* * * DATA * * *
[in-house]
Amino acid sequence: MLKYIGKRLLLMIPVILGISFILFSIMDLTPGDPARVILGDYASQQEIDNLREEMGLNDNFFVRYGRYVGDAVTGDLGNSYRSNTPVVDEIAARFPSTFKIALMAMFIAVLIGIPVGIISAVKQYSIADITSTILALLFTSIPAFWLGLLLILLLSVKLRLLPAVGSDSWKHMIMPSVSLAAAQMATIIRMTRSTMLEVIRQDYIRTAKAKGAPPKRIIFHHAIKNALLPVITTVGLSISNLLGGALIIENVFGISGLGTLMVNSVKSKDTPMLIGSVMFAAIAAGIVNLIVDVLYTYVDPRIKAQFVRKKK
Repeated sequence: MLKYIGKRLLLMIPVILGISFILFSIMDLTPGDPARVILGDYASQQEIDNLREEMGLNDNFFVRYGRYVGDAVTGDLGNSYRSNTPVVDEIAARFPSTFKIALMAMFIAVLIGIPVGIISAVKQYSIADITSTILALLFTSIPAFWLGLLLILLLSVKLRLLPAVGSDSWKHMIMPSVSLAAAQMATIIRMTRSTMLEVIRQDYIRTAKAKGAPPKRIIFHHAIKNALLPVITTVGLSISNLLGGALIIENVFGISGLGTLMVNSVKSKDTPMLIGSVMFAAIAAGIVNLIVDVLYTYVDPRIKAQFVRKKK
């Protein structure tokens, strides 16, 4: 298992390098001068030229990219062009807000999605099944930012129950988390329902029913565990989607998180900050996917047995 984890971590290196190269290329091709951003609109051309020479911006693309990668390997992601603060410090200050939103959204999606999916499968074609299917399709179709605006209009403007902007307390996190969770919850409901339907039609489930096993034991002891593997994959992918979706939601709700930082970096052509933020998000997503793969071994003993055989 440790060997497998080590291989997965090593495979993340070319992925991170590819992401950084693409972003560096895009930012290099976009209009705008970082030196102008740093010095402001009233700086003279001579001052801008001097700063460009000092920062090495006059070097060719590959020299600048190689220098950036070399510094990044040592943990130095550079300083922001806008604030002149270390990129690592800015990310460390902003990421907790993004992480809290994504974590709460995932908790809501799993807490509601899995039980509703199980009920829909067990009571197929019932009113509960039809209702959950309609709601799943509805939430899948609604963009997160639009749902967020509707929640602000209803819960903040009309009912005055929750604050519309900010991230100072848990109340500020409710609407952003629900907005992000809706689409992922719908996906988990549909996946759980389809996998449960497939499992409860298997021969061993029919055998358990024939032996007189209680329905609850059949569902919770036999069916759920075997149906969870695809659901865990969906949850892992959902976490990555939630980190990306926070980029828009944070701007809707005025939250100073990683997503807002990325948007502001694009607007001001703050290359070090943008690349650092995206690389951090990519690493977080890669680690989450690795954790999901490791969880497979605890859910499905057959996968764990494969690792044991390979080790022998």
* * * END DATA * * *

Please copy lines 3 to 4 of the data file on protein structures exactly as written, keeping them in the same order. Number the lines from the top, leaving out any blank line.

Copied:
Repeated sequence: MLKYIGKRLLLMIPVILGISFILFSIMDLTPGDPARVILGDYASQQEIDNLREEMGLNDNFFVRYGRYVGDAVTGDLGNSYRSNTPVVDEIAARFPSTFKIALMAMFIAVLIGIPVGIISAVKQYSIADITSTILALLFTSIPAFWLGLLLILLLSVKLRLLPAVGSDSWKHMIMPSVSLAAAQMATIIRMTRSTMLEVIRQDYIRTAKAKGAPPKRIIFHHAIKNALLPVITTVGLSISNLLGGALIIENVFGISGLGTLMVNSVKSKDTPMLIGSVMFAAIAAGIVNLIVDVLYTYVDPRIKAQFVRKKK
């Protein structure tokens, strides 16, 4: 298992390098001068030229990219062009807000999605099944930012129950988390329902029913565990989607998180900050996917047995 984890971590290196190269290329091709951003609109051309020479911006693309990668390997992601603060410090200050939103959204999606999916499968074609299917399709179709605006209009403007902007307390996190969770919850409901339907039609489930096993034991002891593997994959992918979706939601709700930082970096052509933020998000997503793969071994003993055989 440790060997497998080590291989997965090593495979993340070319992925991170590819992401950084693409972003560096895009930012290099976009209009705008970082030196102008740093010095402001009233700086003279001579001052801008001097700063460009000092920062090495006059070097060719590959020299600048190689220098950036070399510094990044040592943990130095550079300083922001806008604030002149270390990129690592800015990310460390902003990421907790993004992480809290994504974590709460995932908790809501799993807490509601899995039980509703199980009920829909067990009571197929019932009113509960039809209702959950309609709601799943509805939430899948609604963009997160639009749902967020509707929640602000209803819960903040009309009912005055929750604050519309900010991230100072848990109340500020409710609407952003629900907005992000809706689409992922719908996906988990549909996946759980389809996998449960497939499992409860298997021969061993029919055998358990024939032996007189209680329905609850059949569902919770036999069916759920075997149906969870695809659901865990969906949850892992959902976490990555939630980190990306926070980029828009944070701007809707005025939250100073990683997503807002990325948007502001694009607007001001703050290359070090943008690349650092995206690389951090990519690493977080890669680690989450690795954790999901490791969880497979605890859910499905057959996968764990494969690792044991390979080790022998």